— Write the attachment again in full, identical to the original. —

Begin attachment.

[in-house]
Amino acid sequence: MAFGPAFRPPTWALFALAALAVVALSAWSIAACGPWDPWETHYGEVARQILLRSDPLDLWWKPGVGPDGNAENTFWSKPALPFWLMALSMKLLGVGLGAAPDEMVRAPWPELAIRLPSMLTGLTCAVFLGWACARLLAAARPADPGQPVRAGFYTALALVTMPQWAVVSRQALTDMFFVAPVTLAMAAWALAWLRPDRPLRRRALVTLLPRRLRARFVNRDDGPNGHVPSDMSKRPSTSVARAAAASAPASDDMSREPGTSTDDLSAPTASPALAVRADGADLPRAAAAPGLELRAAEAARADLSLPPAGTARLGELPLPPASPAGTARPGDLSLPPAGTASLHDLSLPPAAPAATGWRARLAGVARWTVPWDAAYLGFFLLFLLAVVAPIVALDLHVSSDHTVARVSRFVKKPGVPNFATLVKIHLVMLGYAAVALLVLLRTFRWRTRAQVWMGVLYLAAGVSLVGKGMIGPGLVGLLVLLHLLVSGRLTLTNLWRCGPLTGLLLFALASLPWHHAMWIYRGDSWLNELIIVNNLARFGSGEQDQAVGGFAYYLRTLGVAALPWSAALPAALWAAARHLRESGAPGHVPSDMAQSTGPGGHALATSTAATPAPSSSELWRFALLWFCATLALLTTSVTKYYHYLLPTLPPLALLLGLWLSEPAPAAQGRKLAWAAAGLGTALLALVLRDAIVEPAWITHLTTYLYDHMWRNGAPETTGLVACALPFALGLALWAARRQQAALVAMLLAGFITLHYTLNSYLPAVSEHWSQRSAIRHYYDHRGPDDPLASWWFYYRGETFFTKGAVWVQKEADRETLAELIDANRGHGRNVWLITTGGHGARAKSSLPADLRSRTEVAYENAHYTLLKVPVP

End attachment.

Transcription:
[in-house]
Amino acid sequence: MAFGPAFRPPTWALFALAALAVVALSAWSIAACGPWDPWETHYGEVARQILLRSDPLDLWWKPGVGPDGNAENTFWSKPALPFWLMALSMKLLGVGLGAAPDEMVRAPWPELAIRLPSMLTGLTCAVFLGWACARLLAAARPADPGQPVRAGFYTALALVTMPQWAVVSRQALTDMFFVAPVTLAMAAWALAWLRPDRPLRRRALVTLLPRRLRARFVNRDDGPNGHVPSDMSKRPSTSVARAAAASAPASDDMSREPGTSTDDLSAPTASPALAVRADGADLPRAAAAPGLELRAAEAARADLSLPPAGTARLGELPLPPASPAGTARPGDLSLPPAGTASLHDLSLPPAAPAATGWRARLAGVARWTVPWDAAYLGFFLLFLLAVVAPIVALDLHVSSDHTVARVSRFVKKPGVPNFATLVKIHLVMLGYAAVALLVLLRTFRWRTRAQVWMGVLYLAAGVSLVGKGMIGPGLVGLLVLLHLLVSGRLTLTNLWRCGPLTGLLLFALASLPWHHAMWIYRGDSWLNELIIVNNLARFGSGEQDQAVGGFAYYLRTLGVAALPWSAALPAALWAAARHLRESGAPGHVPSDMAQSTGPGGHALATSTAATPAPSSSELWRFALLWFCATLALLTTSVTKYYHYLLPTLPPLALLLGLWLSEPAPAAQGRKLAWAAAGLGTALLALVLRDAIVEPAWITHLTTYLYDHMWRNGAPETTGLVACALPFALGLALWAARRQQAALVAMLLAGFITLHYTLNSYLPAVSEHWSQRSAIRHYYDHRGPDDPLASWWFYYRGETFFTKGAVWVQKEADRETLAELIDANRGHGRNVWLITTGGHGARAKSSLPADLRSRTEVAYENAHYTLLKVPVP